Monday, July 12, 2010

On motivation.

I'm in a weird spot with my job. Rather, I've been walking a path that's led me to a weird spot. I'm not happy being a teacher.

I'm not. Don't freak out on me.

Seriously, don't.

I'm really not. I don't want to go back to work. I don't like it. It's not what I thought it would be.* It’s SO hard. It's draining. I think most of the policies of the system are a joke. I don't feel like I work in an environment conducive to actual success as much as success on paper, or perceived success. Purported success. Reported success. Success in pie charts. Numbers and percentages making flavorless berry-shaded pies of empty celebration or brow-furrowed disappointment... telling us nothing about how a kid feels or if they're supported at home. Nothing about whether or not he'll be in college or jail in five years. Nothing about whether or not she sees beauty in a well-crafted kenning. (Shout out to my Beo-nerds.) Nothing about what they'll be in the world. Why does nobody seem to notice that we're NEVER going to reach 100% on the magical fairytale invented scale of standardized testing? That every gain is next year's loss? That every loss is next year's ten point gain? It's neverending, and exhausting.

*Yes, I know you can't really make that complaint after 9 years, but I'm still doing it. Maybe I need to start saying it's not what I hope it can be. Same diff.

Want to know a secret? I'm interested in who, but not in what I teach anymore.

In my own classes, I'm bored. I've been absorbing student apathy through osmosis. (Oh crap, not osmosis--that's water--what's the other one for gas but it's like the same thing? I can never remember it.) I don't even want to listen to me. The thought of having to slog through Hamlet again to the tune of seventy annoyed looks just seems like waterboarding. I live for curiosity and I haven't seen much in a while from my blessed pupils. It's not that I don't love Hamlet, it's that I don't like teaching it to people that (as I heard Angie Harmon say this morning on The View, when asked if she wanted anymore children) would rather "light [their] hair on fire and then put it out with an ice pick." It's like working really hard on a gift for someone you love and then having them throw it in the trash.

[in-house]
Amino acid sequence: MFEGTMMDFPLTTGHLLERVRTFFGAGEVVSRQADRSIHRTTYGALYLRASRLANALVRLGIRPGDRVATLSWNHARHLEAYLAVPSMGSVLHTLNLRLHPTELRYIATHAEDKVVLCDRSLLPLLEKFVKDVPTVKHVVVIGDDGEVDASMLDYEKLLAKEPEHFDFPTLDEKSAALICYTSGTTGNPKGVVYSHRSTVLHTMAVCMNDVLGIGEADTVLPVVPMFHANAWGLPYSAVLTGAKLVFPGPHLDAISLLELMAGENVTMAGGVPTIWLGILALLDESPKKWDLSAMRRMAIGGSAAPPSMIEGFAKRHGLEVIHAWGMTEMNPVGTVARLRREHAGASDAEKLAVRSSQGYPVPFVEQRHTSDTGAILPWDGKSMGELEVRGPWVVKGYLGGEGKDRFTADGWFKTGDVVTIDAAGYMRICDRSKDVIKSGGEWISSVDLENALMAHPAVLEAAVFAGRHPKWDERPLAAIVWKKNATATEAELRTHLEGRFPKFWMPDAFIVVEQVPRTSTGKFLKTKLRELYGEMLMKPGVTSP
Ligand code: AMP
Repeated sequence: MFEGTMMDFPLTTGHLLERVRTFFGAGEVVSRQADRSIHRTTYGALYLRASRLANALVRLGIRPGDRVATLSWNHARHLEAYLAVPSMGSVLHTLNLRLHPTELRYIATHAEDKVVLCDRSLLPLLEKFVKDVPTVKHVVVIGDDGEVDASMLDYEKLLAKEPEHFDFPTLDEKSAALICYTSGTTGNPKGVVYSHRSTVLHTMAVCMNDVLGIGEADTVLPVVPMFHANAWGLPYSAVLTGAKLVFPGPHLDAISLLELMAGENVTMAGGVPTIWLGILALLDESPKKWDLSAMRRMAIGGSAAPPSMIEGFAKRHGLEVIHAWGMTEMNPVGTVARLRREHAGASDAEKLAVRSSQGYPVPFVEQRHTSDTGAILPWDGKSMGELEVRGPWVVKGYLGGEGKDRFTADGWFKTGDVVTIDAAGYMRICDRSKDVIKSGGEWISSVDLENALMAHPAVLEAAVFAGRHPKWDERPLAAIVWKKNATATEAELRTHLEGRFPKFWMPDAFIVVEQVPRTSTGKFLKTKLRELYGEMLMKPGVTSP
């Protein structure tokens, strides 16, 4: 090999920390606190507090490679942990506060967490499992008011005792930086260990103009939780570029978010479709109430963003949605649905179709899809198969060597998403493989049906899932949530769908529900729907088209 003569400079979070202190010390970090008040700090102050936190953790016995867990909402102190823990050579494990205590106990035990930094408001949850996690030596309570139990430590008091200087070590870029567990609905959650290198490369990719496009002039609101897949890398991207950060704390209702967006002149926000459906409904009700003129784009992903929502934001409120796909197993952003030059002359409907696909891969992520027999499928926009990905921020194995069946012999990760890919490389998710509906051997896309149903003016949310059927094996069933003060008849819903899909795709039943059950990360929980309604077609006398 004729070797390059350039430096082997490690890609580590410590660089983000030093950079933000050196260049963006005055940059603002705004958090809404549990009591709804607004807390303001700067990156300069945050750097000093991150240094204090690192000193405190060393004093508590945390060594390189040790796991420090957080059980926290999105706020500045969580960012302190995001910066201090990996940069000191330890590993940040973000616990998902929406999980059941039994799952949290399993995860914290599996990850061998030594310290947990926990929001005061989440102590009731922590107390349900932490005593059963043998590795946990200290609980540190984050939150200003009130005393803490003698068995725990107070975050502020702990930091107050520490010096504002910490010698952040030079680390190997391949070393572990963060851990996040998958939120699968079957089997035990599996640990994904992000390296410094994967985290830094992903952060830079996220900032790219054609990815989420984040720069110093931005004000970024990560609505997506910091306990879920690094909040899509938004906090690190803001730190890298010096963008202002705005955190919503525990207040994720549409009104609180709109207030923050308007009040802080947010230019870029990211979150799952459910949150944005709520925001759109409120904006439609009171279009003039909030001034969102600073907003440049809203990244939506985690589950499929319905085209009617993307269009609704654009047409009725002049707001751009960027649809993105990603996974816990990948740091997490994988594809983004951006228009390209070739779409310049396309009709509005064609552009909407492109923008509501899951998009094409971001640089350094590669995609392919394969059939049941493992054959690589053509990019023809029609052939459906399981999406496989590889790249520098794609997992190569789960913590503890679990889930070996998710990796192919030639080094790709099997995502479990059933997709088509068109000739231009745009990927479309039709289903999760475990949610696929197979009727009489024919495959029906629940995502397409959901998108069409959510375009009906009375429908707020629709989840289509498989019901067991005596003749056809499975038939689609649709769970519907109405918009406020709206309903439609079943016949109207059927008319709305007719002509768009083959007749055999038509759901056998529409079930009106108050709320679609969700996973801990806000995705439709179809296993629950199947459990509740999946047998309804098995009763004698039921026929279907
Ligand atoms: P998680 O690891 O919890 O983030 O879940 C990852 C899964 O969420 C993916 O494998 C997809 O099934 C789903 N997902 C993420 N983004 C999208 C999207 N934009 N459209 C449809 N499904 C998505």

I do work hard. I do love it. I do love them, though I'd like not to admit it. But it feels like they take a giant crap on most of what I cover, miming their way through class and promptly ignoring everything I say. They could give a rip about Hamlet.

Same goes for Romeo and Juliet. The Stranger. The Sun Also Rises. Animal Dreams. My beloved Animal Dreams. *sigh*

There are some things about my job that change at an iceberg-melting pace. The novels we teach? That's one of them. I love discovering new things to read. I love reading new things. I love talking about the new things I read. Yet I spend every year for talking about a handful of novels I've been reading since high school. It's just so repetitive. I love to talk about writing, specifically how to write. Unfortunately, it seems like nobody's been interested in listening for a few years and I'm losing a battle to the clandestine AP Statistics homework completed at the expense of my instructional hours.

I'm just... bored. Everything about teaching from the first day of school to the annoyed parent emails to the poorly-followed directions is just so cyclical. I'm bored and I'm not interested in playing the uphill battle game anymore. I'm not interested in even listening to myself talk anymore because it seems like it's to no avail.

I realize this is an annoyingly First World kind of problem. "I hate my stable, well-paying job." It goes right along with "my iPhone broke" and "Whole Foods ran out of red quinoa." But c'est la vie de PDawg. I got 99 problems and... forget it.

I got my AP scores from this year and they were DISMAL. Of course I know that responsibility is not on my shoulders alone--and I can't make anyone care that doesn't--but it seemed like it was such a joke to most of them this year. I knew when I walked out of the testing room that most of them didn't WANT it. When I took that test, I WANTED it. Bad. I got my 5 because I craved it so badly. How do I get them there?